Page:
The Prickle (@ThePrickle) May 01, 2017
Booker T. Jones made a presidential entrance to the headline performance of Saturday night at Cheltenham Jazz Festival. Walking the breadth of the stage in impeccable suit and tie topped with a peaked cap, he paused to give a statesman’s wave to each section of the audience, all of them eagerly basking in the presence of the 72-year-old first minister of rhythm and blues.
It was barely thirty minutes into the set before we were rewarded with Booker T. & the M.G.’s 1962 cult hit ‘Green Onions’. Jones was still at high school when he co-wrote and recorded the corner stone to his Stax records legacy, and 55 years later his driving Hammond bass pattern is no less infectious nor merciless. What followed was an encyclopedic tour through the history of the blues, each track preceded by a coy anecdote that humbly boasted Jones’ influence over the last fifty years of popular music. References and tributes to Albert King, Jimi Hendrix, the Isley Brothers and Bob Dylan carried the authenticity of an artist uniquely placed, Jones having performed or produced their original output.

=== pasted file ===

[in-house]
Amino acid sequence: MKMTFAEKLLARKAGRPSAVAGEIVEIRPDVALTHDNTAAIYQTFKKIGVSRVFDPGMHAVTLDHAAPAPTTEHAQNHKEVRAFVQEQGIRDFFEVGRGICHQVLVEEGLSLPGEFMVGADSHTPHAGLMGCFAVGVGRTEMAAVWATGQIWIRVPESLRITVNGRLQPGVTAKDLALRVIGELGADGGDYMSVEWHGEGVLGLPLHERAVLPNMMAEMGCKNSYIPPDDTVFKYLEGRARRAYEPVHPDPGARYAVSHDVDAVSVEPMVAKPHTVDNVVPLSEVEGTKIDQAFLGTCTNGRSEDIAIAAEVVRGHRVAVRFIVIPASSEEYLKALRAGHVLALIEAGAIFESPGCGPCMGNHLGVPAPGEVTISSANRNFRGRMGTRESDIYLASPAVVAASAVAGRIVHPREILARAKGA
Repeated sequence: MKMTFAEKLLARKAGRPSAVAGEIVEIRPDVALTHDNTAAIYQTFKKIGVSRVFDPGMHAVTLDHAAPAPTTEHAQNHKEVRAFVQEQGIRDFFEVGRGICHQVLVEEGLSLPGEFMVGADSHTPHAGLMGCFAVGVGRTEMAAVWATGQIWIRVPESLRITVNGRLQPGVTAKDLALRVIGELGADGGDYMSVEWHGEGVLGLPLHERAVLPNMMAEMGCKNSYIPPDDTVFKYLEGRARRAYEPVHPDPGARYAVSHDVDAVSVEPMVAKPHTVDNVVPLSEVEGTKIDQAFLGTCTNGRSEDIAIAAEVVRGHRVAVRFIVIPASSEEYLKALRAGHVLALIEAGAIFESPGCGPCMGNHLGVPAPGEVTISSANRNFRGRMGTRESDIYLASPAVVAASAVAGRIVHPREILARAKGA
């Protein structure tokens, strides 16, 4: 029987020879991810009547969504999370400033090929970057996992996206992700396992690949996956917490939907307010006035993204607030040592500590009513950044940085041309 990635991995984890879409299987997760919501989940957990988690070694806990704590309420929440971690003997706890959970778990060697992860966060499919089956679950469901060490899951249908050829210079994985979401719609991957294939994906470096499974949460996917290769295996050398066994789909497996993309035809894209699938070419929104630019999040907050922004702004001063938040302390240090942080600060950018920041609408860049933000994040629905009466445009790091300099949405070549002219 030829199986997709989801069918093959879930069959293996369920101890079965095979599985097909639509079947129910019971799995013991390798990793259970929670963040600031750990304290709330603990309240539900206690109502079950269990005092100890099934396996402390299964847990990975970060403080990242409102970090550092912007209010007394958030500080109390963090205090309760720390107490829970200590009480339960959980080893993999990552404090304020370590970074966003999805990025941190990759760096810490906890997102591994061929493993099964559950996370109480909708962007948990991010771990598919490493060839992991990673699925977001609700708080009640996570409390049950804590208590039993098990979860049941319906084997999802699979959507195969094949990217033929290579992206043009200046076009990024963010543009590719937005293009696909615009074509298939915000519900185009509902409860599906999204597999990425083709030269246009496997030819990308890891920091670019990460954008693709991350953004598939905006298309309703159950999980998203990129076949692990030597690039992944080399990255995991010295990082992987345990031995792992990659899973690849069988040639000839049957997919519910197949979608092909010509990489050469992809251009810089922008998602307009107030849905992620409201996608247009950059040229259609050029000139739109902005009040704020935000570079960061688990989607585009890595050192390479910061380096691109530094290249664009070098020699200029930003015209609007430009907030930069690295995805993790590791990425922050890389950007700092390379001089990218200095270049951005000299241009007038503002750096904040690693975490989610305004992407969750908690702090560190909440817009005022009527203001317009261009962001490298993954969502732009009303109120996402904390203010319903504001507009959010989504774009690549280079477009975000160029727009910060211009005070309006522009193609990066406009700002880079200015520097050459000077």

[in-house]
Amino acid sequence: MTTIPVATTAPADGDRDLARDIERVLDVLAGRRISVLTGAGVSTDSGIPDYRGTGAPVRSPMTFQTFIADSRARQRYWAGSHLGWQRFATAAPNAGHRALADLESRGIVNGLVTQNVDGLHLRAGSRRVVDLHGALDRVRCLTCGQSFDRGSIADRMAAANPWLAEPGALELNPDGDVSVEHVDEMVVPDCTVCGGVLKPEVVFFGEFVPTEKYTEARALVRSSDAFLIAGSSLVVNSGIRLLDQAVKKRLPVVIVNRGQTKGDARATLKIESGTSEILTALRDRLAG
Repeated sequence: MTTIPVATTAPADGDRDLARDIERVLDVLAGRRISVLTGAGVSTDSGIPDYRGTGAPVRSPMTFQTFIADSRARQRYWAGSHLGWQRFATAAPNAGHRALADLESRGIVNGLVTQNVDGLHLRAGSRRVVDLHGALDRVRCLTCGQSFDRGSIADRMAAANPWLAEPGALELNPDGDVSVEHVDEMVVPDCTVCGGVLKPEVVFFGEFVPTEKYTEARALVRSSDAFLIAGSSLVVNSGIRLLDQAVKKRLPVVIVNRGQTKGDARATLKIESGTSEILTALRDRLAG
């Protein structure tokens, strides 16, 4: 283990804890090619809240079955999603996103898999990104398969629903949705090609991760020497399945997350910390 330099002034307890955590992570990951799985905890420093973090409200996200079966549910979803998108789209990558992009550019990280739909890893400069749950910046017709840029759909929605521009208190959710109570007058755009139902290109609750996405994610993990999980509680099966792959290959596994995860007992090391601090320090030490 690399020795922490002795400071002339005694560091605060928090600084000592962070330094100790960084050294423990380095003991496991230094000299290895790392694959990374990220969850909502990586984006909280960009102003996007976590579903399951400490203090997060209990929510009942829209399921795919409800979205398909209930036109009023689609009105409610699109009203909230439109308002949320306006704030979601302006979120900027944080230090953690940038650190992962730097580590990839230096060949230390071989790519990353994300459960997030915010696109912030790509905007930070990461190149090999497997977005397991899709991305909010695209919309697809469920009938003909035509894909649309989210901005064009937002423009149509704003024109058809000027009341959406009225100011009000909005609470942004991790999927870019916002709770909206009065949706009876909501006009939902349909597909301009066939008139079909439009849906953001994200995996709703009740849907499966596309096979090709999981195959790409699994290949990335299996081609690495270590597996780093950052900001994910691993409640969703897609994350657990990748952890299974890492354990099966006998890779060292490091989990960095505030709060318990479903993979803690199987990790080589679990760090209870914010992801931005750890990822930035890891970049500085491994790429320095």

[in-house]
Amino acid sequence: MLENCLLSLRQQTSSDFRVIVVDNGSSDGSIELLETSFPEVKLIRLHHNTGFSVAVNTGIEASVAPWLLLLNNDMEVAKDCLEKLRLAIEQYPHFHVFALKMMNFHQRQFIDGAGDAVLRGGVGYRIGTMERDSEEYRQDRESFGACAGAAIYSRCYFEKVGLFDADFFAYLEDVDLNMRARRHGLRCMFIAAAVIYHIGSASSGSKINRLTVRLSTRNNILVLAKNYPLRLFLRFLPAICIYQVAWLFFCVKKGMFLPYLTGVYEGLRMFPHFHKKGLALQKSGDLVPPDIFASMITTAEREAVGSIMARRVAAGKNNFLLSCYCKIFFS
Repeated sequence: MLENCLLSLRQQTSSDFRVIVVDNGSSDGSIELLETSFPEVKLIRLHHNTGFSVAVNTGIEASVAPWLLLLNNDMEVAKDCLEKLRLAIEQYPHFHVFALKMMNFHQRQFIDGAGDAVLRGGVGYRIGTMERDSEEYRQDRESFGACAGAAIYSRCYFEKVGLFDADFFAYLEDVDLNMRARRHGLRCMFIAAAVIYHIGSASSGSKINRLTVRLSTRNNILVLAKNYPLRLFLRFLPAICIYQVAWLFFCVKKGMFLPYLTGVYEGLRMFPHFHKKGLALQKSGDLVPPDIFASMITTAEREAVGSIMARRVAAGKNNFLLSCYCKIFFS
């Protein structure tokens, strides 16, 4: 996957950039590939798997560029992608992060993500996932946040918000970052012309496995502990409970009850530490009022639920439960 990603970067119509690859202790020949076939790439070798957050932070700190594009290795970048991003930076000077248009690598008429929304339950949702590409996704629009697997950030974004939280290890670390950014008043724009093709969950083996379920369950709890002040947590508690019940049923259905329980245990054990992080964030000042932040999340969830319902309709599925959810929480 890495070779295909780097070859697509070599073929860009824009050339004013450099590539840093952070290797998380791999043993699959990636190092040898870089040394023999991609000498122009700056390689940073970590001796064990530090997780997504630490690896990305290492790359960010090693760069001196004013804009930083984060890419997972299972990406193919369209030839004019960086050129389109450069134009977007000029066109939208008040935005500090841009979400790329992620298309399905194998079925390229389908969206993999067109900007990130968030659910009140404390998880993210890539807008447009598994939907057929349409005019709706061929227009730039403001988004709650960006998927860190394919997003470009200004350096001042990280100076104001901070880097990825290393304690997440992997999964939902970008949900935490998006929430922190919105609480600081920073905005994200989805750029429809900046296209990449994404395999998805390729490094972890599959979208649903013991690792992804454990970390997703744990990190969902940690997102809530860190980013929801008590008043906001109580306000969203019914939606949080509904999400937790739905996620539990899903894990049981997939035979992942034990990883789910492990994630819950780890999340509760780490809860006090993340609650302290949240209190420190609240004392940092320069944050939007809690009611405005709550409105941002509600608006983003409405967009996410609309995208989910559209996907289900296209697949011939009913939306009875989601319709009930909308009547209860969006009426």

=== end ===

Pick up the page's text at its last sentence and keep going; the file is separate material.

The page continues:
Jones’ organ lines are restrained, but deeply melodic and razor sharp at cutting through the boisterous blues laid down by the rest of the band. A wry smile accompanied a controlled elegance that wrestled the Hammond organ into an instrument of both gurgling depth and canorous melody. Equally at home on organ, guitar or vocals, Booker T. Jones commanded Cheltenham’s ‘Big Top’ stage with fifty years’ experience and an untouchable roster of credentials. A deserved standing-ovation marked a humble hero’s departure.